Tana flipped over the paper looked at the headlines. She smiled to herself, and began doing some homework on this Vat, before the telephone call she knew she'd be getting from Talbot Cartup, soon enough. She'd already mentally assigned two of her associates. Depardue and Tesco. She derived some satisfaction in making two of lovers work together. Admittedly, Tesco was more loyal to money than to her, but still.



    Two hours after being turned away, Chip walked back to the gate. He was frisked, given a metal detector search and taken to a waiting vehicle. The coffee and donut he'd had with the film crew sat uneasily in his stomach. Part of his mind said that he was being a fool. She was just behaving exactly as Shareholders did. Use and cast away. Another part of his mind said that he could live with that, but he needed to be sure she was all right. She had trusted him, and he wasn't going to let her down if something was wrong.

    They pulled up at a side door. The servants' entrance, naturally. Chip was led by two guards through a pantry section, into carpeted halls, and upwards to a small lounge-like room. "Small," at least, by the standards of this mansion.

    Virginia stood waiting. She wasn't dressed in a torn dusty skirt and a ripped blouse anymore. She looked instead as if she'd just stepped off a fashion-catwalk.

    When he'd gotten over that momentary shock, he realized that something was seriously wrong. The tension in her stance, the way her shoulders were pulled forward. Was she that scared of meeting him again?

    The escort hadn't bothered to leave. "Good morning, Mr. Connolly," she said, as if she was greeting one of her maids. She looked at the escort. "You may go. I do think we can trust this soldier with my virtue."

    Chip tried not to swallow his tongue. Like that, was it?

    "Dr. Thom said we were to stay, Miss."

    She shrugged. Chip had been very close to dying with Virginia Shaw. You got to know someone's movements and gestures very well, very quickly, under those conditions. That was Virginia nearly exploding, not being casual. "It doesn't really matter. It's not as if this soldier and I have ever wished to be private with each other. And how is that dear little bat Phylla, Connolly. Doing well? Did she recover from her injuries?"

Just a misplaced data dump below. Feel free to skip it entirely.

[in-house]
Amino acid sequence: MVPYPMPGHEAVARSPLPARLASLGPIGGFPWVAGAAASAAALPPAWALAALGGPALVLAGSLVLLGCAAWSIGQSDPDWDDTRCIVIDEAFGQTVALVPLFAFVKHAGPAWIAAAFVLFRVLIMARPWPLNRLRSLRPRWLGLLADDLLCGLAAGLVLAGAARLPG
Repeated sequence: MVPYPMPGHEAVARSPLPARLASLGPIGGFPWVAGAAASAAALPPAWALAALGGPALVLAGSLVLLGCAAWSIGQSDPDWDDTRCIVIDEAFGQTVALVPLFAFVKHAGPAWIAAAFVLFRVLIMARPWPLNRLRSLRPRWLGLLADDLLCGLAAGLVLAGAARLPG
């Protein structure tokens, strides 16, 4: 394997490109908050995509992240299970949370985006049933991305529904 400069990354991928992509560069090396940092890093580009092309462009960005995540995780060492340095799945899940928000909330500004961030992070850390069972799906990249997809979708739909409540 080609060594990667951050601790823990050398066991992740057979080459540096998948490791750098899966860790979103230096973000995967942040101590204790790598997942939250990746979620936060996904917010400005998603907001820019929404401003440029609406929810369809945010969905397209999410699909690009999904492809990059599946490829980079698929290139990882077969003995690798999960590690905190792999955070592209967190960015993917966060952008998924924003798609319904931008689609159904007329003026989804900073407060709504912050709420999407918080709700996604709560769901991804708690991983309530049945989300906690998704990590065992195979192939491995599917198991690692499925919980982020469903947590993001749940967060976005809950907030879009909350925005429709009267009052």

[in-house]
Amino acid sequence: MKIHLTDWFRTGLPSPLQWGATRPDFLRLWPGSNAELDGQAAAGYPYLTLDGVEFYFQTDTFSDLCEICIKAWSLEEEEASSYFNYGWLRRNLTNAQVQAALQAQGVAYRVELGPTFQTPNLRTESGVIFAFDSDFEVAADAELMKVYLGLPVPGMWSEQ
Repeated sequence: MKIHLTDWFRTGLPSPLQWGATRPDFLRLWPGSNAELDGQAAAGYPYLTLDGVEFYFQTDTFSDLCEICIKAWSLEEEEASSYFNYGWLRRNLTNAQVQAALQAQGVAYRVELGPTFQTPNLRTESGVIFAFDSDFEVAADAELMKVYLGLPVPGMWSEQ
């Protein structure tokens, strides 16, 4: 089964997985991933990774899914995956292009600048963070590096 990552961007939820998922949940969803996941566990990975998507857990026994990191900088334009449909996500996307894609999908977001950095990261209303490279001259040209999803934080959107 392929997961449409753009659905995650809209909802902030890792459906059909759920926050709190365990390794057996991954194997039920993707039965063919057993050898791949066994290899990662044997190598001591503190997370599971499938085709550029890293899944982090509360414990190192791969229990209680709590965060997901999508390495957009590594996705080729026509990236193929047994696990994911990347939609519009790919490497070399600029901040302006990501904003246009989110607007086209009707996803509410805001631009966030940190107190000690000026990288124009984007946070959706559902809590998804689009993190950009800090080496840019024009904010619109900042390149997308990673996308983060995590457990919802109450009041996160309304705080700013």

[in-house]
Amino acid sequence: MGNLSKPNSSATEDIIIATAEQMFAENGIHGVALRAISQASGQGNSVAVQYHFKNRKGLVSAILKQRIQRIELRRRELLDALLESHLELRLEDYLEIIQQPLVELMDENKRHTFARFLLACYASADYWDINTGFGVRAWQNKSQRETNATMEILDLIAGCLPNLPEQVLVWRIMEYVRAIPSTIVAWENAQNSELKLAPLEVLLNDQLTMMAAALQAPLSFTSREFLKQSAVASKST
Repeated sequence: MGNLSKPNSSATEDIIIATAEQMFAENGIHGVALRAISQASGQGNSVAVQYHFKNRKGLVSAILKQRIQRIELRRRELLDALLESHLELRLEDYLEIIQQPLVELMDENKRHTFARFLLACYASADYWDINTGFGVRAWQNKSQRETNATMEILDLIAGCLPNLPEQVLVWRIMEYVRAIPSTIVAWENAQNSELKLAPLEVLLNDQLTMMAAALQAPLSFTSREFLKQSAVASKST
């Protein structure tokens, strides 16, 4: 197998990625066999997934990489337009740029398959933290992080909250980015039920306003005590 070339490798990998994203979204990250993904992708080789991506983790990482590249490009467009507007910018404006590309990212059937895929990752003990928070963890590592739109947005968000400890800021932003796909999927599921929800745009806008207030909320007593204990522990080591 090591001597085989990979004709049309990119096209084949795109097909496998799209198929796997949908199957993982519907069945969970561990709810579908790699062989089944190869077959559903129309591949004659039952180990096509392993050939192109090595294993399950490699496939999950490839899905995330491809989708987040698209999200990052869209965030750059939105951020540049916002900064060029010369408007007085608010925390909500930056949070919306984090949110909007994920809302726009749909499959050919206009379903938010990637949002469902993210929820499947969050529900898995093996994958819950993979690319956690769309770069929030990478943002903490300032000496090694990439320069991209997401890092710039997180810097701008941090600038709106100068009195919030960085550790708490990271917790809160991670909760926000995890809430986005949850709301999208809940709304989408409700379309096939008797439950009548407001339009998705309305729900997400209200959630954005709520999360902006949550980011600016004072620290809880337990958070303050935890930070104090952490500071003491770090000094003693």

Chip wished that he was a better actor. Or that he had an hour to sit down somewhere and think about all this before he had to reply. Phylla was dead. She'd died rescuing Virginia and her traitorous Korozhet tutor. And she'd been definitely and incontrovertibly a rat.

    Something about all this smelt a lot worse than the bats, after they'd been eating sauerkraut. The best he could manage cold was: "Uh. Fine."

    "And that darling little rat, what was her name?"

    "You mean, um, Behan." Behan had been a bat, and was definitely in the great belfry in the sky. He'd had an argument with a mist-wall of alcohol and a lit Molotov cocktail. "She's fine too."

    "That's the one," said Virginia, altering Behan's species and sex in one fell swoop. "Anyway, Mr. Connolly. Do sit down. I must thank you again for rescuing me. I'm afraid I'm still so tired. Quite dopy, too."

    They were talking some kind of code. That much he was quite sure of now. He hadn't even begun to figure out just what it meant.

    "Dr. Thom said I must keep this brief," Virginia continued. "I'm under his orders now, you know. He's helping me such a lot, just like my dear Prof did."

    Chip needed to sit down after that. "Prof" was what she'd called the Korozhet that had kidnaped her. Things were starting to make sense to him, finally.

    So: she was a captive, and, if he understood the code right, being doped by this Dr. Thom. He'd be the medical type who had whisked her away when they returned from the front.

    "Er." He sought desperately for a topic. Seeing her again, even dressed like this and obviously in dire trouble, still made him want to fold her in his arms. That, and the circumstances, seemed to have robbed his tongue of anything to say. "How's Fluff?"

    "He's run off somewhere," said Virginia, waving her hand vaguely at the window. "I believe he's around, but I haven't seen him for ages. You know he's not very loyal to me."

    Well, that was true enough. Fluff wasn't "very loyal" to Virginia. The correct way of putting it was "fanatically loyal." And if he read the handwave correctly, the galago was probably listening at the window. They were several stories up, but that would make no difference to the small primate.

    And if that wasn't Virginia's foot touching his leg, then there was a dog under the table. He squeezed it between his own legs and was rewarded with a brief, fulminating look before she gazed off into the distance again.